Thursday, March 15, 2012

A simple word, and some chemistry

A simple ATC Today
Bagged watercolour on heavy textured paper (from yesterday) glittery stickers (Bling) and a rub on word.

Yesterday, when I was playing with dropping the water onto the watercolour, I noticed this
See how the purple split into red and blue?  Well being a biochemist and a teacher, I decided to do an experiment I have often done on science nights, although for those experiments I usually use a black pen instead of paint - paper chromatography.
Different colour molecules are different sizes, and due to their size, they with move along a piece of paper wet at one end depending on their size.
I painted some of the paints I used yesterday at the bottom of a strip of paper, then stood the paper up in a tray with a quarter to a half inch of water in it.
The water will slowly soak up the paper taking the colour with it.
I was entranced at this stage, because it looked so like a little landscape with pine trees in front.
This was the result after an hour or so.  I won't bore you with the details, but say that I loved the blue and yellow bits at the top and the little smudge of red.  This one had a lot of black, so I re did it with a bit less
This one wasn't left so long, and the fluting at the top is more pronounced and interesting.
When I do this with children, as I said, the colour is usually a black ballpoint, because with  alcohol instead of water as I used here, the pen ink separates into different colours.  I was surprised that the black water coulour didn't separate, so...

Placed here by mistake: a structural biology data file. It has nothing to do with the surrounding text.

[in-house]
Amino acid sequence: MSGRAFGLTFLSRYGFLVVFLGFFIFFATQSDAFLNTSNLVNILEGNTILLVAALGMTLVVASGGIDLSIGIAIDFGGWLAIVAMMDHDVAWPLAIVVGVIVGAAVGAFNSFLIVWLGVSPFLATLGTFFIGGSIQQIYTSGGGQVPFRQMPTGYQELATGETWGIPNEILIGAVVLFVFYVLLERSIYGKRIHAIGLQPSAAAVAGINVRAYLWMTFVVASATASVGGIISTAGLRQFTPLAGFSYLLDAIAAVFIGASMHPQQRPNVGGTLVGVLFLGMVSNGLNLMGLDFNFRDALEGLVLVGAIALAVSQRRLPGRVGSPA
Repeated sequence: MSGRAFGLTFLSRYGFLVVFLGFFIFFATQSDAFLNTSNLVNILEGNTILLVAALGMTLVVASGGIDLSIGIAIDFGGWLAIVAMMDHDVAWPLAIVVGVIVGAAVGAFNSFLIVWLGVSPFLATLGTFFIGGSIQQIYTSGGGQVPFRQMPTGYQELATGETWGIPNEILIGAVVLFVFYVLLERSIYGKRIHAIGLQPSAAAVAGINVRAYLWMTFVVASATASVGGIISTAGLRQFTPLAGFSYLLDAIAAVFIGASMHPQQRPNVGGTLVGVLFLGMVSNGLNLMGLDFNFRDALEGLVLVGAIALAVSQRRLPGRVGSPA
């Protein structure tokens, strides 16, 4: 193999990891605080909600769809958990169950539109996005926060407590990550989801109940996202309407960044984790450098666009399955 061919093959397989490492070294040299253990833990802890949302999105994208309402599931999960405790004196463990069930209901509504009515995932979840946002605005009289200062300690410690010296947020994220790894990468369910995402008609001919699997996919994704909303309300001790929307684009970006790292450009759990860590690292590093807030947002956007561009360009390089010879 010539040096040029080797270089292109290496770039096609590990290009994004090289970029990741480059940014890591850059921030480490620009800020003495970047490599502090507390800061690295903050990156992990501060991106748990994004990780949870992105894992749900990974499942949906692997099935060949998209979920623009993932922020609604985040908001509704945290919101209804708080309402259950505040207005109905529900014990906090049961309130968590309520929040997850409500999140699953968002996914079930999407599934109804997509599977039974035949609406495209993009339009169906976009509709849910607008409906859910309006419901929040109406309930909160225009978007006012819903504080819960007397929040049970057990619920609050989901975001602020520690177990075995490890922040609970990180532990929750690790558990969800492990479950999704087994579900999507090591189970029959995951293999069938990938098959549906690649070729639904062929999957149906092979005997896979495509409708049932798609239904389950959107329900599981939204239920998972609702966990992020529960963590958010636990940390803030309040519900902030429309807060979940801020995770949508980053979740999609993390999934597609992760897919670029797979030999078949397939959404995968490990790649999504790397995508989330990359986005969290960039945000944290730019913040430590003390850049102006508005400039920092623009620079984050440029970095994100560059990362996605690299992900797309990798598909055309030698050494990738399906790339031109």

I repeated it with alcohol (rubbing alcohol or methylated spirits)
The one on the left is pretty much the same as the first one with water and had similar colours.  It seemed like the black didn't separate, but when you compare it to the one on the right which was the same but no black, you can see that the black is contributing to the colours as this one doesn't have as much.  Also you can almost see some blue separating off the black on the left, if you look hard.

Anyway, thst was my experiment, and I am thinking about how I could make those fluted lines on a piece of fabric, by repeatedly drying and adding new colour to the bottom.  Of course this is only one brand of paint in a few limited colours, different brands will mix their pigments in different proportions.  I am pretty sure you could use dyes for this as well.

(I used digital images from DSE  from the text me series and from Ellie Lash's freebie Fridays

4 comments:

  1. When dyeing yarn and fibres I have sometimes found that the colours split, particularly when using some of the commercial dyes and compound, not primary colours. While this can be awkward when you want a perfect colour, it can also be used to great advantage in mixed media or where you want a variegated yarn. Anything with blue in it seems to be the main culprit so a purple can turn into blue, red and purple, which I love! Splitting black into its different colours has soooooo many possibilities! Sounds like a cue to get out the dye pot again, lol!

    ReplyDelete
  2. Thanks for the chemistry lesson. This looks like a lot of fun.

    ReplyDelete
  3. I'm always intrigued by colour migration too Vicki. Some of my hand dyes have great areas and I really should put them to good use. Thanks for all the interesting photographs, and the lovely ATC - you know 'bling' gets me every time.

    ReplyDelete

Conversation is important to me. I appreciate all my readers, If you comment, I will reply if an address in available and will visit your blog if that is listed. I do not use word captcha, so, cannot allow comments from anonymous users